Upcoming SlideShare
×

# AI Lesson 17

416 views

Published on

Published in: Education
0 Likes
Statistics
Notes
• Full Name
Comment goes here.

Are you sure you want to Yes No
• Be the first to comment

• Be the first to like this

Views
Total views
416
On SlideShare
0
From Embeds
0
Number of Embeds
3
Actions
Shares
0
8
0
Likes
0
Embeds 0
No embeds

No notes for slide

### AI Lesson 17

1. 1. Module 7 Knowledge Representation and Logic –(Rule based Systems) Version 2 CSE IIT, Kharagpur
2. 2. 7.1 Instructional Objective• The students should understand the use of rules as a restricted class of first order logic statements• The student should be familiar with the concept of Horn clause• Students should be able to understand and implement the following reasoning algorithm o Forward chaining o Backward chaining• Students should understand the nature of the PROLOG programming language and the reasoning method used in it.• Students should be able to write elementary PROLOG programs• Students should understand the architecture and organization of expert systems and issues involved in designing an expert systemAt the end of this lesson the student should be able to do the following: • Represent a knowledge base as a set of rules if possible • Apply forward/backward chaining algorithm as suitable • Write elementary programs in PROLOG • Design expert systems Version 2 CSE IIT, Kharagpur
3. 3. Lesson 17Rule based Systems - I Version 2 CSE IIT, Kharagpur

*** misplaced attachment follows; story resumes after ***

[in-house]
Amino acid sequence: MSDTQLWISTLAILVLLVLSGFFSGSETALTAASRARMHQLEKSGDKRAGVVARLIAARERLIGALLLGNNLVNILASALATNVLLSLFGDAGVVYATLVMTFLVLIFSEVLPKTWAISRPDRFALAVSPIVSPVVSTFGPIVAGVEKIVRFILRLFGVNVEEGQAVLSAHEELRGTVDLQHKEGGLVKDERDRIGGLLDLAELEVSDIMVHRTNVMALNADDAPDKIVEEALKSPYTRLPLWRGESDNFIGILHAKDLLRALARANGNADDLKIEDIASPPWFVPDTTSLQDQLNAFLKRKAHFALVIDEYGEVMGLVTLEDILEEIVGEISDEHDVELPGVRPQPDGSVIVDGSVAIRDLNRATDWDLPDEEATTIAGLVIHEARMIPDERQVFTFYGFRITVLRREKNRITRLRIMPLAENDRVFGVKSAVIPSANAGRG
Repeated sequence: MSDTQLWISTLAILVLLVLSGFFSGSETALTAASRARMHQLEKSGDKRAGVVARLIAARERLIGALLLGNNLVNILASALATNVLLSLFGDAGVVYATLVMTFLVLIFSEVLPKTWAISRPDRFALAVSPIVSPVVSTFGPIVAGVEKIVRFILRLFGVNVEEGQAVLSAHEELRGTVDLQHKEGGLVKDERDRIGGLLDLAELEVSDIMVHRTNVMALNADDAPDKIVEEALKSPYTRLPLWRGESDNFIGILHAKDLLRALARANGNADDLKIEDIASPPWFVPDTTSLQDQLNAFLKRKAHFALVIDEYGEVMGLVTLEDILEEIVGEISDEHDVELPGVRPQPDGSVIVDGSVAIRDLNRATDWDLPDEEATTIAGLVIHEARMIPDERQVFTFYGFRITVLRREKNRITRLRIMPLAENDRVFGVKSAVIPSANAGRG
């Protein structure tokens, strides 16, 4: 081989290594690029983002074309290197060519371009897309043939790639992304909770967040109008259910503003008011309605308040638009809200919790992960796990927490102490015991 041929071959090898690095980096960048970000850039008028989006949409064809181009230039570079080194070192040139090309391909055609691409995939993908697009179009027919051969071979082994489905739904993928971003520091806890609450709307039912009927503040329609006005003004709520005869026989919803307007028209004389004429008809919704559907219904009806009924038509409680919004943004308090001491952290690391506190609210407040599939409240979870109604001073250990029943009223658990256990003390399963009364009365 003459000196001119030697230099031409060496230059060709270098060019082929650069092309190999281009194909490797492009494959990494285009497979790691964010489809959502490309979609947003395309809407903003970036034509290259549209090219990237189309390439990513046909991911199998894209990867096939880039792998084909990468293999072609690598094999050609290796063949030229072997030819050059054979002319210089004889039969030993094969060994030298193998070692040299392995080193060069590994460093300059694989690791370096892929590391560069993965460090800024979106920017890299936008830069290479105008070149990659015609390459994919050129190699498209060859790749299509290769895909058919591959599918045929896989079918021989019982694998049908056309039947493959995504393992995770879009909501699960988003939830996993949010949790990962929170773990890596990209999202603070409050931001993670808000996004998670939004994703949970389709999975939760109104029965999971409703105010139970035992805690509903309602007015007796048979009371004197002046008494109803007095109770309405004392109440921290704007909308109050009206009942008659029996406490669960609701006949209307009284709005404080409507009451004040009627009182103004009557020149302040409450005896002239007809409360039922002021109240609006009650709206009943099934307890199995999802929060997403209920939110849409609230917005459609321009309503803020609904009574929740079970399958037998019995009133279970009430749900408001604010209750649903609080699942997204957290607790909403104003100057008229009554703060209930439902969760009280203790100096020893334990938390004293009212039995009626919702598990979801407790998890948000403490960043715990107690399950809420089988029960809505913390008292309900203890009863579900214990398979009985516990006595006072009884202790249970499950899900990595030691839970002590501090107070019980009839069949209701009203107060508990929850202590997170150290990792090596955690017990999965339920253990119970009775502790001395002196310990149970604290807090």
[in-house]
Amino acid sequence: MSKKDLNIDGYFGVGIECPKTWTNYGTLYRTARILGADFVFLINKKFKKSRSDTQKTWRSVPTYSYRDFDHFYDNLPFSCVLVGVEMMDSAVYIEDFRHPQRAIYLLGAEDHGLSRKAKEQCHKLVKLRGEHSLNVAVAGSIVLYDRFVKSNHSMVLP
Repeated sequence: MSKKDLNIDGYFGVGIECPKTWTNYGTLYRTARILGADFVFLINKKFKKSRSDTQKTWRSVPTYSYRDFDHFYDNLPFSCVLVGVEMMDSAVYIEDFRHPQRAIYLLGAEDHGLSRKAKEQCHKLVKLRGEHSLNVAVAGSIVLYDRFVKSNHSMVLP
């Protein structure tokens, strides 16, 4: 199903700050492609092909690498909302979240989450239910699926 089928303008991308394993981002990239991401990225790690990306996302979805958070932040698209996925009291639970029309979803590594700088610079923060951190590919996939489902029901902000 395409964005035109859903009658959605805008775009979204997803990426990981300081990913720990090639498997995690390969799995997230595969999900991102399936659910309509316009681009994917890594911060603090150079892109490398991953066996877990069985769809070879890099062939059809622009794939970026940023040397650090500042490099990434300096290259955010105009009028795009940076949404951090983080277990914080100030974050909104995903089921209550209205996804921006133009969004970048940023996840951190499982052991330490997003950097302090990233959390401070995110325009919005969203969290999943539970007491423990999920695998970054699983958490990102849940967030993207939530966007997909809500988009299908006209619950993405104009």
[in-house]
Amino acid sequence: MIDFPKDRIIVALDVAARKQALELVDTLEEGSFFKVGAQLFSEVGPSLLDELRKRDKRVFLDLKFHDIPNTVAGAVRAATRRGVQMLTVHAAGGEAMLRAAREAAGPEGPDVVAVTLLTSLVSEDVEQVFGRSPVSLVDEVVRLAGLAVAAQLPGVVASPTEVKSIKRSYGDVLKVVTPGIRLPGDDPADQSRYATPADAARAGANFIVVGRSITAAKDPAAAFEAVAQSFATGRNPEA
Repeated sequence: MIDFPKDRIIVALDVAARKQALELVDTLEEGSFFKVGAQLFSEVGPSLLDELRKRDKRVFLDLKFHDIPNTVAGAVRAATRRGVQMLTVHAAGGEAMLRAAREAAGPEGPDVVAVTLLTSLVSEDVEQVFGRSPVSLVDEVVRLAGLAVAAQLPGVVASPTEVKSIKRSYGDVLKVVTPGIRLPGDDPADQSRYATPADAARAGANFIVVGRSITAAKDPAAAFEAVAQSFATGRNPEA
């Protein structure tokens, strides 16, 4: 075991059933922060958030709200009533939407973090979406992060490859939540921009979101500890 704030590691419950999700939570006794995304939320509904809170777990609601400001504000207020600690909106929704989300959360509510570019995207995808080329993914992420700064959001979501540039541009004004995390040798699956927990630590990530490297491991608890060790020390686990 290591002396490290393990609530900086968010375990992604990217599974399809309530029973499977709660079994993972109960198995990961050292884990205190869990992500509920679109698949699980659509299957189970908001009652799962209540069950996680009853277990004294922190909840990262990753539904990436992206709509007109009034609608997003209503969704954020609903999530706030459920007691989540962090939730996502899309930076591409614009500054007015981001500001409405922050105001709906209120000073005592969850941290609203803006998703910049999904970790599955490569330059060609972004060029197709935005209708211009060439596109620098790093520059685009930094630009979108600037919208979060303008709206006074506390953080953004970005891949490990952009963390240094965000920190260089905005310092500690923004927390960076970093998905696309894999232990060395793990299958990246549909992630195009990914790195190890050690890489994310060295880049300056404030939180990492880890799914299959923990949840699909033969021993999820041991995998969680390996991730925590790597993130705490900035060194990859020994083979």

4. 4. 7.2 Rule Based SystemsInstead of representing knowledge in a relatively declarative, static way (as a bunch ofthings that are true), rule-based system represent knowledge in terms of a bunch of rulesthat tell you what you should do or what you could conclude in different situations. Arule-based system consists of a bunch of IF-THEN rules, a bunch of facts, and someinterpreter controlling the application of the rules, given the facts. Hence, this are alsosometimes referred to as production systems. Such rules can be represented using Hornclause logic.There are two broad kinds of rule system: forward chaining systems, and backwardchaining systems. In a forward chaining system you start with the initial facts, and keepusing the rules to draw new conclusions (or take certain actions) given those facts. In abackward chaining system you start with some hypothesis (or goal) you are trying toprove, and keep looking for rules that would allow you to conclude that hypothesis,perhaps setting new subgoals to prove as you go. Forward chaining systems are primarilydata-driven, while backward chaining systems are goal-driven. Well look at both, andwhen each might be useful.7.2.1 Horn Clause LogicThere is an important special case where inference can be made substantially morefocused than in the case of general resolution. This is the case where all the clauses areHorn clauses.Definition: A Horn clause is a clause with at most one positive literal.Any Horn clause therefore belongs to one of four categories: • A rule: 1 positive literal, at least 1 negative literal. A rule has the form "~P1 V ~P2 V ... V ~Pk V Q". This is logically equivalent to "[P1^P2^ ... ^Pk] => Q"; thus, an if-then implication with any number of conditions but one conclusion. Examples: "~man(X) V mortal(X)" (All men are mortal); "~parent(X,Y) V ~ancestor(Y,Z) V ancestor(X,Z)" (If X is a parent of Y and Y is an ancestor of Z then X is an ancestor of Z.) • A fact or unit: 1 positive literal, 0 negative literals. Examples: "man(socrates)", "parent(elizabeth,charles)", "ancestor(X,X)" (Everyone is an ancestor of themselves (in the trivial sense).) • A negated goal : 0 positive literals, at least 1 negative literal. In virtually all implementations of Horn clause logic, the negated goal is the negation of the statement to be proved; the knowledge base consists entirely of facts and goals. The statement to be proven, therefore, called the goal, is therefore a single unit or the conjuction of units; an existentially quantified variable in the goal turns into a free variable in the negated goal. E.g. If the goal to be proven is "exists (X) male(X) ^ ancestor(elizabeth,X)" (show that there exists a male descendent of Elizabeth) the negated goal will be "~male(X) V ~ancestor(elizabeth,X)". Version 2 CSE IIT, Kharagpur